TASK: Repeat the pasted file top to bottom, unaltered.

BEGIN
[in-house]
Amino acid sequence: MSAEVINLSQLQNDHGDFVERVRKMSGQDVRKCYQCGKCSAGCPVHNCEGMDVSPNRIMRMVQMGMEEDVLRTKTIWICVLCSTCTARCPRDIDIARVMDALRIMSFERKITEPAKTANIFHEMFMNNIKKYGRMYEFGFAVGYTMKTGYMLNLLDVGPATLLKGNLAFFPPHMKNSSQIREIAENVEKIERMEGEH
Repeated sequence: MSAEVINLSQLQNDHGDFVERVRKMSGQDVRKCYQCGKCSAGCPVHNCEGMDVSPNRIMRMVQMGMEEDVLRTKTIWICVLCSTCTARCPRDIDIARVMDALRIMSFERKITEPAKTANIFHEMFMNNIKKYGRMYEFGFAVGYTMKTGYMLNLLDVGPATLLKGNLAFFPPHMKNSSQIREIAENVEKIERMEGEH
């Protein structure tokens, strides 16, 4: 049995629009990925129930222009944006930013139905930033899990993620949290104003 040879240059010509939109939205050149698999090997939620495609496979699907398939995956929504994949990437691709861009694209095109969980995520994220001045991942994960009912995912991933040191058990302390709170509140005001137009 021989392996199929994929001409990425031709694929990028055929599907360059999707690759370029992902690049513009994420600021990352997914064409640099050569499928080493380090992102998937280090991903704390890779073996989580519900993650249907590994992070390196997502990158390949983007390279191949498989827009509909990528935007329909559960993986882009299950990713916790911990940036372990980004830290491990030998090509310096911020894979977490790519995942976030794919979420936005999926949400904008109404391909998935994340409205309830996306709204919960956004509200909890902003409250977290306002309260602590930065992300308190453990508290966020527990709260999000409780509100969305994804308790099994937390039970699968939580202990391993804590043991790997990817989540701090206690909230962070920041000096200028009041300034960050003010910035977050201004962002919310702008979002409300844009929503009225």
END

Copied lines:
[in-house]
Amino acid sequence: MSAEVINLSQLQNDHGDFVERVRKMSGQDVRKCYQCGKCSAGCPVHNCEGMDVSPNRIMRMVQMGMEEDVLRTKTIWICVLCSTCTARCPRDIDIARVMDALRIMSFERKITEPAKTANIFHEMFMNNIKKYGRMYEFGFAVGYTMKTGYMLNLLDVGPATLLKGNLAFFPPHMKNSSQIREIAENVEKIERMEGEH
Repeated sequence: MSAEVINLSQLQNDHGDFVERVRKMSGQDVRKCYQCGKCSAGCPVHNCEGMDVSPNRIMRMVQMGMEEDVLRTKTIWICVLCSTCTARCPRDIDIARVMDALRIMSFERKITEPAKTANIFHEMFMNNIKKYGRMYEFGFAVGYTMKTGYMLNLLDVGPATLLKGNLAFFPPHMKNSSQIREIAENVEKIERMEGEH
């Protein structure tokens, strides 16, 4: 049995629009990925129930222009944006930013139905930033899990993620949290104003 040879240059010509939109939205050149698999090997939620495609496979699907398939995956929504994949990437691709861009694209095109969980995520994220001045991942994960009912995912991933040191058990302390709170509140005001137009 021989392996199929994929001409990425031709694929990028055929599907360059999707690759370029992902690049513009994420600021990352997914064409640099050569499928080493380090992102998937280090991903704390890779073996989580519900993650249907590994992070390196997502990158390949983007390279191949498989827009509909990528935007329909559960993986882009299950990713916790911990940036372990980004830290491990030998090509310096911020894979977490790519995942976030794919979420936005999926949400904008109404391909998935994340409205309830996306709204919960956004509200909890902003409250977290306002309260602590930065992300308190453990508290966020527990709260999000409780509100969305994804308790099994937390039970699968939580202990391993804590043991790997990817989540701090206690909230962070920041000096200028009041300034960050003010910035977050201004962002919310702008979002409300844009929503009225």